Column: Late season deer hunting
ESCANABA — As is the tradition on the first Friday following the close of the regular 15-day firearm deer hunting season, the second 10-day season of gun deer hunting opened today only for those firearms that are loaded through the muzzle end of the barrel and historically were considered primitive in style.
There have been some objections raised over the continuation of muzzleloader season given the improved guns plus concerns over this time of year after the rut when deer once again begin to interact as a social group. If snow has begun filling the range, the increasing depth starts deer migrating to lower topography forest cover to seek thermal cover, food sources that are essential habitat during this stressful time of year. Some hunters feel this hunt period takes unfair advantage of the deer.
Today’s versions of muzzleloader rifles are more sophisticated with better twist rifled barrels, true bullet projectiles versus the original round lead ball, and plastic wad inserts that replaced the original grease patch. Instead of pouring pre-measured black powder into the barrel seat, synthetic powders, some compressed and molded into cylindrical discs are inserted as the charge. Instead of having an outside side breech hammer to ignite the powder charge through an external percussion capped nipple, most guns today use a conventional primer found as the firing charge, the same product found in conventional center fire rounds. The guns have lighter weight synthetic stocks and many are outfitted with scopes. The chance of fouling and not firing or short distance sighting has been greatly reduced. Most of the muzzleloaders today are sighted for a distance of at least 100 yards.
Gun safety with a muzzleloader is important. A hunter can safely unload the conventional firearm by ejecting the shells from chamber and magazine. They can also view the breech and chamber to assure it has been emptied. A muzzleloader can only be emptied when fired or by dragging the projectile (bullet) after being snagged with a screw that is attached to the ramrod. It can also be problematic when the user could potentially double load the gun.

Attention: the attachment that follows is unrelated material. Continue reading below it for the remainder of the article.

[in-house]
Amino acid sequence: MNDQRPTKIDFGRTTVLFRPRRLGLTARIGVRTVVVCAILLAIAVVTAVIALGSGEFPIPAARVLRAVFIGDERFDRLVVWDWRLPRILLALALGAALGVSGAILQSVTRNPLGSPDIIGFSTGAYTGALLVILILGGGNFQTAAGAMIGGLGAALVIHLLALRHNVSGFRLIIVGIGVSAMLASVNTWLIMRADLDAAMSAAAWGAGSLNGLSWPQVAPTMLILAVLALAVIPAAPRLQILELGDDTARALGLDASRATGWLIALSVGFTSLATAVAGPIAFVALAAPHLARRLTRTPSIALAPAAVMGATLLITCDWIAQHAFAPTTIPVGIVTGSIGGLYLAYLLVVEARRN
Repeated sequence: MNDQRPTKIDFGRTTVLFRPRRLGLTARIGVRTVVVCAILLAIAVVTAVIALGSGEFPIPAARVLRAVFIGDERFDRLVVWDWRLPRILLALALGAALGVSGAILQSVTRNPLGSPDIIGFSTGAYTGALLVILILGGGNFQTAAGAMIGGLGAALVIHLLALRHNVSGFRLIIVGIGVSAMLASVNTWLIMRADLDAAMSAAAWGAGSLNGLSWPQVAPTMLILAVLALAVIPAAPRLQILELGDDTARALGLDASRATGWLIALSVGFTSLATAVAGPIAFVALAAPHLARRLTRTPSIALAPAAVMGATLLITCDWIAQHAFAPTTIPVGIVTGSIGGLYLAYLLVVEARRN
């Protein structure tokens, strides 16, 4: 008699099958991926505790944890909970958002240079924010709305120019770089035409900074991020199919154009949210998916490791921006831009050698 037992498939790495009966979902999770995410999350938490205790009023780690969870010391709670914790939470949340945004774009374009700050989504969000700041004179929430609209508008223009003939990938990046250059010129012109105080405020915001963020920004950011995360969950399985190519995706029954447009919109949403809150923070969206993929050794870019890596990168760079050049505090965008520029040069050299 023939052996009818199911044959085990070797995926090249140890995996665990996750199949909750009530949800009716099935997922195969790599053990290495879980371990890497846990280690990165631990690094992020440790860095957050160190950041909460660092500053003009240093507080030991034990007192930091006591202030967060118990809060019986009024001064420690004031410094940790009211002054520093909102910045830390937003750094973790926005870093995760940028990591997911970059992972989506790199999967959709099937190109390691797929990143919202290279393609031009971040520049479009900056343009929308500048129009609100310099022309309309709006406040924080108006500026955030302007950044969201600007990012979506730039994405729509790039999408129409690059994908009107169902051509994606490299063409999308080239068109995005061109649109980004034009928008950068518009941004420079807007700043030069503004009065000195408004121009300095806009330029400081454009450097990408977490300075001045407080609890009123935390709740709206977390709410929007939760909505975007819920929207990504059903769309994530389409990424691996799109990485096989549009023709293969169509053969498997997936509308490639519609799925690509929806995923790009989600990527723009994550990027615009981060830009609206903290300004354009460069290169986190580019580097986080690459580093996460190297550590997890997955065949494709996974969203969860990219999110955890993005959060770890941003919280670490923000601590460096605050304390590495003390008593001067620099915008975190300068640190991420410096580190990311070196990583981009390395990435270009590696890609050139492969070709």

No matter what design round is used, it has to be loaded through the muzzle end of the barrel to be pushed and seated at the base. A general rule of thumb is to mark the ramrod to show its furthest reach into the barrel for both loaded and unloaded measure. If double loaded, the increased restriction against firing could cause damage to the barrel including explosion and injury. It is equally important to assure the bullet matches the bore. Most muzzleloaders use a .45 to .50 caliber bullet and hunters need to assure the correct matching round is used. Some of those rounds can also migrate once placed.
The sabot bullets most resemble the conventional design center fire rounds. The original muzzle loader used a round ball or maxi-ball. The difference between the two was that the maxi doesn’t used a grease patch to secure and seal the round in the barrel and between the barrel. It uses bees wax and can actually slip forward in the barrel while being carried with muzzle down. If the pack against the powder charge is reduced, it could move the powder away from the primer and cause a hang (delayed) fire or total misfire.
The rule of transport of a muzzleloader in or on a motorized vehicle in Michigan is similar to any firearm. A muzzleloader is considered unloaded for transport if the percussion cap or primer is removed from the breech. All guns and archery equipment must also be cased while in transport.
Given the overall increased deer populations in specific areas of the Upper Peninsula, some offering enhanced antlerless (doe) deer tags, a lot of hunters have decided that they will settle with a doe and use muzzleloading to fill their tag, however, November on into December in northern Michigan is an unpredictable season as the region transitions to winter.
In the area where I hunt, unless there is a rogue adult buck still in rut that has moved into the territory, most of the large antler shooters are gone. Several of the known big bucks were taken in archery season and the others throughout the firearm season. We have been seeing a renewed number of smaller legal bucks but the general rule for experienced hunters is to let them go and shoot only those of six or eight point size racks. There are exceptions in that first time youth hunters and seniors are given choice. Those who purchased a combination license that permits the taking of two bucks are bound to the six or eight rule based on antler point restrictions built into the program.
According to the Michigan DNR, “Survival of deer during winter hinges upon a delicate balance between favorable shelter and adequate food. However, the amount and availability of good-quality food invariably determines how many deer can survive a prolonged, stressful winter season in any given area.”
Those wanting to protect the base population of deer sometimes feel muzzleloader and the late archery hunting seasons take unfair advantage of the deer as they may be migrating as snowfall begins and deepens. Some hunters set up along the established migration trails to enhance the opportunity to see deer. Hunters favoring the late season appreciate the need for balance and thus take deer to reduce competition among the whitetails and assure survival of the herd. It is a subjective argument and part of the annual debate of what is in the best interest of the wildlife itself.
In the mean time, the season continues and the most important message is be safe and use your best judgement while hunting.
Tim Kobasic is the outdoors editor for KMB Broadcasting and host/producer for Trails & Tales Outdoor Radio, aired on six radio stations over three networks, Charter Communications cable and the Internet on Saturday mornings.